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Art Installation at the Jeronimos Monastery
National Museum of Archeology 

exhibiting from 30th May to 27th September 2015


The National Museum of Archaeology commissioned an art installation to re-interpret the theme of an outdoor exhibition on the southwest script so as to complement it with contemporary art work on a public space setting. 

This touring exhibition “Quem nos escreve desde a Serra” tells us about The Southwest Script, a long lost language whose writing still endures, engraved on flat stones (Stelae) by an Iberian Iron Age culture - the Tartesians, These Stelae are found in several locations on the Southwest of the Iberian Peninsula and the script is considered the third oldest writing in Europe, from around 2500 years ago. 


This exhibition was set up by an archaeology research project - Projecto Estela, who gave invaluable  support to our research and the development and production of this project. The installation was mainly assembled on location, at the Jerónimos Monastery cloisters, with the help and support from the museum staff and 2MW collaborators.



The Southwest Vowels


Construction steel bars structures; reused natural cotton and plastic fishnets; cotton thread

structures dim. 3 x 2.5 X 1 meters 



Southwest Scrabble and the Sappho Stella

Double sided panel  integrating the Southwest Script exhibition "Quem nos escreve desde a serra" at the entrance of the National Archaeology Museum


The Scrabble



The Southwest script is yet to be deciphered, the language itself is long forgotten, and the writing, although familiar with the Phoenician, has been rearranged to convey a different language.

Linguistics have been faced with problems that arise from gaps in historical record sources and limited physical archaeological evidences from this culture of the Iron Age and specially, the insufficient data that can be extracted from the stelae so far collected.

The Scrabble talks about the sense of mystery when facing an undecifered coded message. The curious mind is enticed by puzzles and riddles and when admiring these stelae it drives the urge to construct mind games for word compositions. So we built a scrabble of Southwest script letters - a combination of contemporary Portuguese words, related to the Iron Age, phonetically spelled in Southwest script.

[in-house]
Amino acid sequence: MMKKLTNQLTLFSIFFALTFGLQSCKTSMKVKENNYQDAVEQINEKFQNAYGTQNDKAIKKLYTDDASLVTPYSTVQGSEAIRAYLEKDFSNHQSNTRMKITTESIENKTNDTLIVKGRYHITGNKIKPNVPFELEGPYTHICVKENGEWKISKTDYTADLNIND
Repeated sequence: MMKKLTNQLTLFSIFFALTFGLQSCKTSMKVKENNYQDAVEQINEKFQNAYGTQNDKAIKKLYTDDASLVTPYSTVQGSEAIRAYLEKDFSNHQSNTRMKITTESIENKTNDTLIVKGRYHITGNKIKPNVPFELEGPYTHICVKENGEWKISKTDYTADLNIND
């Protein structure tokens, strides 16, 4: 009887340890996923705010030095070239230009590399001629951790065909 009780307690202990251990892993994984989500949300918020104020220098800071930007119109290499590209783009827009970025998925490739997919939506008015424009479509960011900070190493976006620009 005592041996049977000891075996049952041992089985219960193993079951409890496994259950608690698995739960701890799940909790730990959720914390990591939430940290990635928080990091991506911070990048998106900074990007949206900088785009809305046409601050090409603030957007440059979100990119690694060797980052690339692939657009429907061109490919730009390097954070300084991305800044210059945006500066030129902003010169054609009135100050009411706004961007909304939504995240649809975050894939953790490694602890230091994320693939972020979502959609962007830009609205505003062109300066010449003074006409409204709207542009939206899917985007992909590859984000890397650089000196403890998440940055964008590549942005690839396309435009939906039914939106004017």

The Sappho Stela


We can make some phonetic associations with the Phoenician and ancient Greek symbols, but semiotics is lost - Semantics and syntactic are still submerged in darkness.

A solution for this problem would be to find an adequate Rosetta stone for the Southwest Script. So while the archaeologists are persistently searching for that special key, we decided to imagine our own. It took the form of a old black monolith, with two engraved writings:

An ancient Greek poem by the poet Sappho who was contemporary of the Tartesians, and its imaginary translation into Southwest Script. At the bottom, we can read in Portuguese:



  "The one who is beautiful, is beautiful to the eyes and that is enough - but the one who is good, is suddenly beautiful"


2MW collective collaborators and friends came together to help in the construction of this installation.


The metal structures were masterfully crafted by Miguel Saudades in his workshop and assembled at the Monastery. Several helping friends and Museum staff came to the Monastery's courtyard for many hours of skilful fishnet sewing.

The several layers of reused fishnets were kindly donated by fishermen frinds from the Port of Sesimbra, a very old traditional fishing village near Lisbon.

The Harboursmaster's office of Setubal also supplied us with  confiscated net from illegal fishery.

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